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Earth could be ‘even more habitable’, scientists say after study that changes assumptions about solar system


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The Earth could be even more habitable than it is now, according to a major new study that questions central assumptions about the solar system.

With just a little adjustment of Jupiter’s orbit, the Earth could be an even better place to give rise to life, the study found.

It challenges some fundamental beliefs about the solar system, including the idea that our planet is the perfect place for life to begin.

“Many are convinced that Earth is the epitome of a habitable planet and that any change in Jupiter’s orbit, being the massive planet it is, could only be bad for Earth,” said Pam Vervoort, lead author of the new study. “We show that both assumptions are wrong.”

The findings will help guide the search for other habitable planets that might help us find life elsewhere in the solar system.

The new findings are detailed in a new article, ‘System Architecture and Planetary Obliquity: Implications for Long-term Habitability’, published in the Astronomical Journal.

In the research, scientists took detailed models of our solar system as it is today, including the orbits of Earth, Jupiter and other planets.

They then adjusted that to create an alternative solar system. They found that if they were to change the orbit of Jupiter so that it became more eccentric – that is, less regular, with a less circular and more oval orbit – it led to changes in the shape of Earth’s orbit.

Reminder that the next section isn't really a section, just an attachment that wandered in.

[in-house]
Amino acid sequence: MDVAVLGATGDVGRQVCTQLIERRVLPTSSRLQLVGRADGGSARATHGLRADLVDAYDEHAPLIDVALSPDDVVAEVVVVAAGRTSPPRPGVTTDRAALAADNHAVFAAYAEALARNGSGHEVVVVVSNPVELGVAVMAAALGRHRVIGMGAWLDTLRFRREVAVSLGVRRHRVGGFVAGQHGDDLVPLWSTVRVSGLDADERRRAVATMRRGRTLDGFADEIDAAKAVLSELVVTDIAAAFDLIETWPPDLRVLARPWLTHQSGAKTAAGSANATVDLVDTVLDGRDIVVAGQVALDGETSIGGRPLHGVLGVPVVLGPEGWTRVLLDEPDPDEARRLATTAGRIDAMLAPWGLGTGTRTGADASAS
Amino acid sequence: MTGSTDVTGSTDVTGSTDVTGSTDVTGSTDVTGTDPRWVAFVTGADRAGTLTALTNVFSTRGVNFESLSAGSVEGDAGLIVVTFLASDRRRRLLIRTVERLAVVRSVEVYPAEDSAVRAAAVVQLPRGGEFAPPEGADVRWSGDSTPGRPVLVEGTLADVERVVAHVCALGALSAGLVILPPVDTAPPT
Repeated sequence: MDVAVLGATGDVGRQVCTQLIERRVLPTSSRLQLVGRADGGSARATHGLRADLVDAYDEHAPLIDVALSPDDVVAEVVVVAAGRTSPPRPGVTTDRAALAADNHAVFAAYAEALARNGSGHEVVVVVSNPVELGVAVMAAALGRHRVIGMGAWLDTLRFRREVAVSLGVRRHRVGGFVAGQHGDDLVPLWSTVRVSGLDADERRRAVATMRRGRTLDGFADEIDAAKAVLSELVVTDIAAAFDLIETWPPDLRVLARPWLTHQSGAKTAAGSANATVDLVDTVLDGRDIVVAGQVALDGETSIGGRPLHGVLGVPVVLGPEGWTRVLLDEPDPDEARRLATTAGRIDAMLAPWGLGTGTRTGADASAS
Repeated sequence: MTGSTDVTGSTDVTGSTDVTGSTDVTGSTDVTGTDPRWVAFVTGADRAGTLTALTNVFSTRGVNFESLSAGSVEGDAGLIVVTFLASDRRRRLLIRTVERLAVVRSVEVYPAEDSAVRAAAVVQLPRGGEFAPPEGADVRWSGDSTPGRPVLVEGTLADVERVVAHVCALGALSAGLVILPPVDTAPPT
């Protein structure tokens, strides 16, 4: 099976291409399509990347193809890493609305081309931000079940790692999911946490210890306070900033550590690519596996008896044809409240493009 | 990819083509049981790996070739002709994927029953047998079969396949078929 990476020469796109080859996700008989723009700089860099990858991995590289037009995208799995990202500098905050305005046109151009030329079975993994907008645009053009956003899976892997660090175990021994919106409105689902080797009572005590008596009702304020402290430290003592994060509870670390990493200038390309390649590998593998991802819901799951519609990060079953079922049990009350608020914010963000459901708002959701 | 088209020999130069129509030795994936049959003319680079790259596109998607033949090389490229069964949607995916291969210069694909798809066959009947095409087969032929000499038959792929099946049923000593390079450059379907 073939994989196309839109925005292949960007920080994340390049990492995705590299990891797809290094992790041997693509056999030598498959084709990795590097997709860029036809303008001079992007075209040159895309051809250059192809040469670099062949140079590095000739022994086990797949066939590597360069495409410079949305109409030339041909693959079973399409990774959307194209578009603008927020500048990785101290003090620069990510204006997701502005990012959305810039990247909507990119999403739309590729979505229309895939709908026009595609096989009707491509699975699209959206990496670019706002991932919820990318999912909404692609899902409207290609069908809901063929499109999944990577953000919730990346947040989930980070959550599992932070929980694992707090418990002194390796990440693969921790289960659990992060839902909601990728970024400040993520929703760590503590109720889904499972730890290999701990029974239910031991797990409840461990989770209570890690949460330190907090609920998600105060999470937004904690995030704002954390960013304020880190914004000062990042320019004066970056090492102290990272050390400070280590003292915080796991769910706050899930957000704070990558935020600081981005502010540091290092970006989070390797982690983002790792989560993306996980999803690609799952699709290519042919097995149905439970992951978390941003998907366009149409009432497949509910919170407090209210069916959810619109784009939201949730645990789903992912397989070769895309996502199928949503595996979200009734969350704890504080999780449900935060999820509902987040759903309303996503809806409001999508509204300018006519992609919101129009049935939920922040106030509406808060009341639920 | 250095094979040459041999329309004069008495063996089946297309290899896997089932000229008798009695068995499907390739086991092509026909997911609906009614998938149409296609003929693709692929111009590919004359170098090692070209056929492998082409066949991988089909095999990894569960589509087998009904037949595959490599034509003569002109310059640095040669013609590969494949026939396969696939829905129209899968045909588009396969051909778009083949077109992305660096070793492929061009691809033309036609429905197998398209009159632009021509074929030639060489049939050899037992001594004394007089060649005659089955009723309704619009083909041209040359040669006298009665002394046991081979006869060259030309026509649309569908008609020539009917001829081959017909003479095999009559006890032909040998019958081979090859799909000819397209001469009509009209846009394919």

Those changes would mean that some parts of the Earth would get closer to the Sun than they are in the real solar system. Some parts that are currently sub-freezing and inhospitable to life would actually get warmer, and therefore allow the planet to be more suitable for life.

The same could happen in reverse. If Jupiter were closer to the Sun, it would cause the Earth to tilt. That would make large parts of the Earth below freezing and less likely to be inhabited.

That could help inform our search for exoplanets, or worlds in other solar systems, and our understanding of how other planetary systems might be built. We are able to measure how planets orbit around their stars, for instance – but the study shows there are other important factors, such as how planets are tilted.

The study also helps show the influence of Jupiter on Earth and our own solar system, too, however. “It’s important to understand the impact that Jupiter has had on Earth’s climate through time, how its effect on our orbit has changed us in the past, and how it might change us once again in the future,” said Stephen Kane, a co-author on the study, in a statement.   



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